US Must Learn to Live with India's Frailties
by Arvind Subramanian, Peterson Institute for International Economics
Op-ed in the Business Standard, New Delhi
March 19, 2013
© Business Standard
India's economy has been growing rapidly, at about 6.5 percent for three decades since 1980, and about 9 percent over the last decade. As a result, it has emerged as a major power with an economy ($4.7 trillion) that in 2012 became the world's third-largest in terms of purchasing power—surpassing Japan and now behind only China and the United States. Its trade in goods and services is close to a trillion dollars, and expected to double every seven years.
This dynamism has expanded opportunities for US business. US exports of goods to India have increased close to 700 percent in the last decade. Exports of services have doubled in the last four years. US foreign direct investment (FDI) has increased from $200 million to $6 billion. Moreover, trade and investment flows between the two countries are broadly balanced, minimizing the scope for macroeconomic and currency-related tensions.
However, India is currently encountering a bout of severe turbulence. On the economic front, growth has decelerated sharply—from 9 percent to 4.5 percent. And macroeconomic vulnerabilities—high fiscal deficits (9 percent of GDP), stubbornly elevated and double-digit inflation, and a deteriorating external balance (over 4 percent of GDP)—have been mounting. Politically, India is heading toward its next general election, which has to take place before the spring of 2014, complicating and imparting uncertainty to economic policymaking.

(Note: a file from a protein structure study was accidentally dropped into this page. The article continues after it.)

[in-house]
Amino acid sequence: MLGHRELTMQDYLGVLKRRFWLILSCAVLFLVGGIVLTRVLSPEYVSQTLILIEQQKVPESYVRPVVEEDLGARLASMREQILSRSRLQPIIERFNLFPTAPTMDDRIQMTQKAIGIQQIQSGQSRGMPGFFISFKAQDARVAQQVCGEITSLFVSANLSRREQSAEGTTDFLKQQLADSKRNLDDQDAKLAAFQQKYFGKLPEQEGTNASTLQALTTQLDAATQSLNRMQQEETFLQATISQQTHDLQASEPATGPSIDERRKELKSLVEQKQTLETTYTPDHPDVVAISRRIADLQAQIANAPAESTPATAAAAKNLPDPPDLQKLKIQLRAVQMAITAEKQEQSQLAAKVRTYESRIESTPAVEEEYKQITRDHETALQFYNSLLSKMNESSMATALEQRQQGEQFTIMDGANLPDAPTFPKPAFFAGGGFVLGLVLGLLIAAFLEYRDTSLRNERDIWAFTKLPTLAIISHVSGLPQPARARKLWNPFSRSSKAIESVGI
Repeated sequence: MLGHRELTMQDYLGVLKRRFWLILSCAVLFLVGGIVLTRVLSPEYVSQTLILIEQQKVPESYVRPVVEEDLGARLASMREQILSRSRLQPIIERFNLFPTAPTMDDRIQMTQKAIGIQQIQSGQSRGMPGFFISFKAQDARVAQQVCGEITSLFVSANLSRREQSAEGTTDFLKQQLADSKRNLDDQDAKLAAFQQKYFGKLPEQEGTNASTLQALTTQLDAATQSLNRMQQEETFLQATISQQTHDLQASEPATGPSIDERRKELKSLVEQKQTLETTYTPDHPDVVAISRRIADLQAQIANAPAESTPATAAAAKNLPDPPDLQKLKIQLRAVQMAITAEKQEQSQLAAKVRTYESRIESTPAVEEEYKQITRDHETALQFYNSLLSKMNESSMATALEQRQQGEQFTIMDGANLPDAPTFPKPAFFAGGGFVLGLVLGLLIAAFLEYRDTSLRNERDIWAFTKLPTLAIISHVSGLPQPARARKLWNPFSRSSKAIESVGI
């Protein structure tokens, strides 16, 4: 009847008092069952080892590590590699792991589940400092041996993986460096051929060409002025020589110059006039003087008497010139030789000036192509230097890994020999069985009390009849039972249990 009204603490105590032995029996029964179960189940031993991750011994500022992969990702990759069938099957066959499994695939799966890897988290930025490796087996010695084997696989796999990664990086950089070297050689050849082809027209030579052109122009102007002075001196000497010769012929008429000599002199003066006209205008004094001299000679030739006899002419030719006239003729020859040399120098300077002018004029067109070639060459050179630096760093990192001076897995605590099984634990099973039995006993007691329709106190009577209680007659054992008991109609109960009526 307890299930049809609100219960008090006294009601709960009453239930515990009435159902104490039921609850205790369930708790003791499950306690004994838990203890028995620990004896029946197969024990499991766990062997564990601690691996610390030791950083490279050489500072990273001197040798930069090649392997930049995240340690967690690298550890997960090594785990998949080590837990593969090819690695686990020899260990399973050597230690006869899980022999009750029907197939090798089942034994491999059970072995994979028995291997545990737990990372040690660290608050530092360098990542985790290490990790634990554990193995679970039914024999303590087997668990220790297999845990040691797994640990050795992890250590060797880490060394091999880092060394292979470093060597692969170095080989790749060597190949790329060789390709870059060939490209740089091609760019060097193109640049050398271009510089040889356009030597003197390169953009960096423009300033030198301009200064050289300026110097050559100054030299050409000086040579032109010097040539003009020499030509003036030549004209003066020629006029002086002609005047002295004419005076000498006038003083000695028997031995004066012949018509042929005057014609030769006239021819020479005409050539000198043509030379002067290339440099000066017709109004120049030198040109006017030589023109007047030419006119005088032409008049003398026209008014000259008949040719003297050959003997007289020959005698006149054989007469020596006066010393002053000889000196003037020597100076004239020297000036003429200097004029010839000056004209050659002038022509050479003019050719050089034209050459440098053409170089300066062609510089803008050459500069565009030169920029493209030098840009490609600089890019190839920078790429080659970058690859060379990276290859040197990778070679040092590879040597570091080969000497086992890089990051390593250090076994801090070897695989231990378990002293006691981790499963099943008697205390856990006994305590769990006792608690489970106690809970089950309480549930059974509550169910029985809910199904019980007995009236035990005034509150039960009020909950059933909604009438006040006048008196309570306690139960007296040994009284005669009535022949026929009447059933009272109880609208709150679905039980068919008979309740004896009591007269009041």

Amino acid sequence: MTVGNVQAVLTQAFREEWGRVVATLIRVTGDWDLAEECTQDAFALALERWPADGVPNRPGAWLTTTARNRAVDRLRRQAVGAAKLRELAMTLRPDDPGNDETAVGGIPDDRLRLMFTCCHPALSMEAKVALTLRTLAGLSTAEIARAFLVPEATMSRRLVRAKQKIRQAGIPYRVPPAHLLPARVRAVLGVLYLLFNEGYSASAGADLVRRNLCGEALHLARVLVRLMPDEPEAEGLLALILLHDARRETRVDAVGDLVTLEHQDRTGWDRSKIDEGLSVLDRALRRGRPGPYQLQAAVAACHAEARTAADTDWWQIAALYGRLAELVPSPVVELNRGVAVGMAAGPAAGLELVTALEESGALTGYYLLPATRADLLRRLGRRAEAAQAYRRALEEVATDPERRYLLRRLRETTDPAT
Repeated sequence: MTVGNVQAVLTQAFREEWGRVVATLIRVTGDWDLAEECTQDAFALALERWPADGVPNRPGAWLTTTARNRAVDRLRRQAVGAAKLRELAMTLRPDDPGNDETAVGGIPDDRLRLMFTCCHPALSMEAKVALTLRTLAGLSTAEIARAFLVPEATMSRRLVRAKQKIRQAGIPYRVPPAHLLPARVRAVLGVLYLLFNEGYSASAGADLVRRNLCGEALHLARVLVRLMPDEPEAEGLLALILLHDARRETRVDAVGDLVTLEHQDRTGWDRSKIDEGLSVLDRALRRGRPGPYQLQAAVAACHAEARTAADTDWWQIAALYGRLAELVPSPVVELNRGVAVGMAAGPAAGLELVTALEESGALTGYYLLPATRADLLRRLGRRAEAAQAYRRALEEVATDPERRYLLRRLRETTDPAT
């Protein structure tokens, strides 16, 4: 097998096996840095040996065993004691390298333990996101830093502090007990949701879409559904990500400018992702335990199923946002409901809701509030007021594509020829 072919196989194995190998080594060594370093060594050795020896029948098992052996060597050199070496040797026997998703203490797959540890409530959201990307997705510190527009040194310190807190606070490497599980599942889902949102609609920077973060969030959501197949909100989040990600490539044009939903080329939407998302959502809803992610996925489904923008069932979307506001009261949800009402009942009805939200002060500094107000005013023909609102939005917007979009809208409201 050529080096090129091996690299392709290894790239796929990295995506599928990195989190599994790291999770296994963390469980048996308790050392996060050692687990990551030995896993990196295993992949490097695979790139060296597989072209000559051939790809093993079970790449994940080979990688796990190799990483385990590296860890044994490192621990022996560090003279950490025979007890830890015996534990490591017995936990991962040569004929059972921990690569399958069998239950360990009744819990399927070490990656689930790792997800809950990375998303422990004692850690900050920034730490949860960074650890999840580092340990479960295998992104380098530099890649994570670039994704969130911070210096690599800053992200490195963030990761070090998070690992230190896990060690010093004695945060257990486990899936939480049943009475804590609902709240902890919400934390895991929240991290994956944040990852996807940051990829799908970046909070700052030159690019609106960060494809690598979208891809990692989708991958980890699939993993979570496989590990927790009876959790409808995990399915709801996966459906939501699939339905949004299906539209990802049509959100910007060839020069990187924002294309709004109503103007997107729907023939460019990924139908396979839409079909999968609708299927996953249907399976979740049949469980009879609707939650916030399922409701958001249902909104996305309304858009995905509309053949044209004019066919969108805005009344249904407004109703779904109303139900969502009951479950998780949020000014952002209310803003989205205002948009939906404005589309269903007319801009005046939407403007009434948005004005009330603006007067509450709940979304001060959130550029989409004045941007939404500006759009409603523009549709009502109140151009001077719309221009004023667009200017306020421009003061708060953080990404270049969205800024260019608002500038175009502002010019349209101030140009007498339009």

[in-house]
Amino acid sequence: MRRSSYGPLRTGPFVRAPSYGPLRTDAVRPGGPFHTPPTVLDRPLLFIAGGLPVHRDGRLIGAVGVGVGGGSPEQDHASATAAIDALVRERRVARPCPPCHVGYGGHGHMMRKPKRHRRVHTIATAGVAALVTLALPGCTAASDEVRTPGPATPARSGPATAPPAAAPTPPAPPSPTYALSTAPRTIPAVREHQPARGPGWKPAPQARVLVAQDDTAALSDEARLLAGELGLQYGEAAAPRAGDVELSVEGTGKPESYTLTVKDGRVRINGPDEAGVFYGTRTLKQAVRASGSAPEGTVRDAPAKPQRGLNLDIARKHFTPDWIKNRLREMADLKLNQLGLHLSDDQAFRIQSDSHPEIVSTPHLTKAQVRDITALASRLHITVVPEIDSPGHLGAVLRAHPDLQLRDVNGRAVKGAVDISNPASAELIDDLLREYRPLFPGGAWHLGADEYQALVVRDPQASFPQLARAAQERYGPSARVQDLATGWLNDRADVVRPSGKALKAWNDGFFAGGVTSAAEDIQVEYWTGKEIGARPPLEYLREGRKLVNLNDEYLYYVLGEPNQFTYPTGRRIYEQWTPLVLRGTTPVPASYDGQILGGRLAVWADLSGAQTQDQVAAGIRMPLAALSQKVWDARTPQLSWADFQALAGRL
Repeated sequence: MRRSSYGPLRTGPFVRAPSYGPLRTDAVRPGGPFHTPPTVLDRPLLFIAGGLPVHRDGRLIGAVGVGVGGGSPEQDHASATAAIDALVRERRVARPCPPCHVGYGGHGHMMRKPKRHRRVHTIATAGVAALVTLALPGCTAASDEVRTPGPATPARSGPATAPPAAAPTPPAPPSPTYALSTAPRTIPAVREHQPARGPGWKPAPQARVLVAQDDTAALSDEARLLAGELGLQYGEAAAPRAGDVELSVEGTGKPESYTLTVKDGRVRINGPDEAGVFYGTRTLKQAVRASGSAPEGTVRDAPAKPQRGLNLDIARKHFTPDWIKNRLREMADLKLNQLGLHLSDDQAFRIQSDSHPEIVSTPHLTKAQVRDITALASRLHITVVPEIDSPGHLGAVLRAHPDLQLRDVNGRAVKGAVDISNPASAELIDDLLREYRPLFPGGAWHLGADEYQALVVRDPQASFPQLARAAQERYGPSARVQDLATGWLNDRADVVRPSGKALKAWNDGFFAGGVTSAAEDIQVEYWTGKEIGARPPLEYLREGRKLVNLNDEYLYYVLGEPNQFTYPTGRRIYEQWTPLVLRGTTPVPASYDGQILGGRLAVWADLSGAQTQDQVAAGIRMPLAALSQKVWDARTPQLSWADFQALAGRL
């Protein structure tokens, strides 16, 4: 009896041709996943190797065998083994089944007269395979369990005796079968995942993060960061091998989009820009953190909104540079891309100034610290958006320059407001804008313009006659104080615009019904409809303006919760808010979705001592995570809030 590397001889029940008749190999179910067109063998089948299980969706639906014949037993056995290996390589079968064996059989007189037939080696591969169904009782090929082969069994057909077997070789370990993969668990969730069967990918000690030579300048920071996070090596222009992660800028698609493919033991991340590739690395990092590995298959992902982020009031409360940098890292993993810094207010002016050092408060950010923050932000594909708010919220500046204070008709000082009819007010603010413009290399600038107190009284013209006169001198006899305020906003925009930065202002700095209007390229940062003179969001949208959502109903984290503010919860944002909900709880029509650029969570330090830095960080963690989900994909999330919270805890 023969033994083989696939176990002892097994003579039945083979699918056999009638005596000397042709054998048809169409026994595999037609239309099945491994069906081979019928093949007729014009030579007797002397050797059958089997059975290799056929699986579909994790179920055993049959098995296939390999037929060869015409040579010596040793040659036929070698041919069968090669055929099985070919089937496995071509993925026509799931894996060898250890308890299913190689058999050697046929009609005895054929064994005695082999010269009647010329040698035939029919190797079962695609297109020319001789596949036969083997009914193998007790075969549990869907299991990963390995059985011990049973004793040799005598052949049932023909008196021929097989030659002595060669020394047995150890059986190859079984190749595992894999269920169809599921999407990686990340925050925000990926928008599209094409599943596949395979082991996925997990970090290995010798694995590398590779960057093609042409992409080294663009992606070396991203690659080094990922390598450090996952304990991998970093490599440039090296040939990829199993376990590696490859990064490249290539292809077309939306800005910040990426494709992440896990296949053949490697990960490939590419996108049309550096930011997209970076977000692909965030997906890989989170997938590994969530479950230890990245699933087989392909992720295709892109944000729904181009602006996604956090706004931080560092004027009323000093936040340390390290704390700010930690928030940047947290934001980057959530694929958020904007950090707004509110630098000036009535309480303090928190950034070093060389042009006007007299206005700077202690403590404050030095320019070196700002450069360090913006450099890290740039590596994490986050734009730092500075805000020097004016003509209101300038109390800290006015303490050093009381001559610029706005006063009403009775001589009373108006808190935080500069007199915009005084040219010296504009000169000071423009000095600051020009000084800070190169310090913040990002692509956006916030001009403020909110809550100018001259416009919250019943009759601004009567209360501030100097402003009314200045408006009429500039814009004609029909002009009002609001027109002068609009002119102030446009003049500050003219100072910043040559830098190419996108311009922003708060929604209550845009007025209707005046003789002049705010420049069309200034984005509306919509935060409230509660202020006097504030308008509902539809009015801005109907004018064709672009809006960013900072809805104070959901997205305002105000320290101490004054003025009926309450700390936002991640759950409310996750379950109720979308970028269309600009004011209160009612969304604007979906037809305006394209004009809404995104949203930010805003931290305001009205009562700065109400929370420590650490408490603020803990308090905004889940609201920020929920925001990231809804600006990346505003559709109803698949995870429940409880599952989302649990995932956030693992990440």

Figure 1 Top OECD Foreign Direct Investors in India, 2001-2011, (millions of US dollars)
In response to adverse developments, the government has undertaken, since late 2012, major domestic economic reforms. Reforms have also included an ambitious opening up of the economy to FDI and to foreign financial investors. Indeed, since the global financial crisis, few countries have opened up to foreign capital to the extent that India has. Significantly, and reflecting a domestic bipartisan consensus, there have been no major macroeconomic reversals of opening to foreign trade and capital.
However, US business faces three major challenges in India. Two challenges common to all foreign business are: first, the weak and uncertain regulatory and tax environment; second, although the broad macroeconomic picture is one of opening and surging trade and investment, protectionism in selected sectors has resurfaced. India is seeking increasing recourse to localization—in telecommunications, retail, and solar panels among others—which favors domestic providers of inputs and equipment over foreign providers. Thus, broad trade and macroeconomic policies toward foreigners are moving in the right direction, but sectoral policies have experienced setbacks.
Third, American firms are increasingly facing implicit but substantial discrimination in India's large and growing market because of India signing (or being on the verge of signing) free trade and economic partnership agreements (regional trade agreements, or RTAs) with its largest trading partners that are all major competitors to the United States: Europe, Japan, Singapore, the Association of Southeast Asian Nations (ASEAN), and possibly ASEAN+6. Soon, if not already, this discrimination may be the bigger challenge for US business than some recent sectoral measures. These RTAs are neither as comprehensive in their coverage across and within sectors as RTAs negotiated by the United States, nor as expeditious in the time frame for implementation. But they provide more favorable access to non-American suppliers and because India's tariffs and barriers can be high, the discrimination can be substantial. Combined with the fact of India's large and growing market, US suppliers can really be disadvantaged.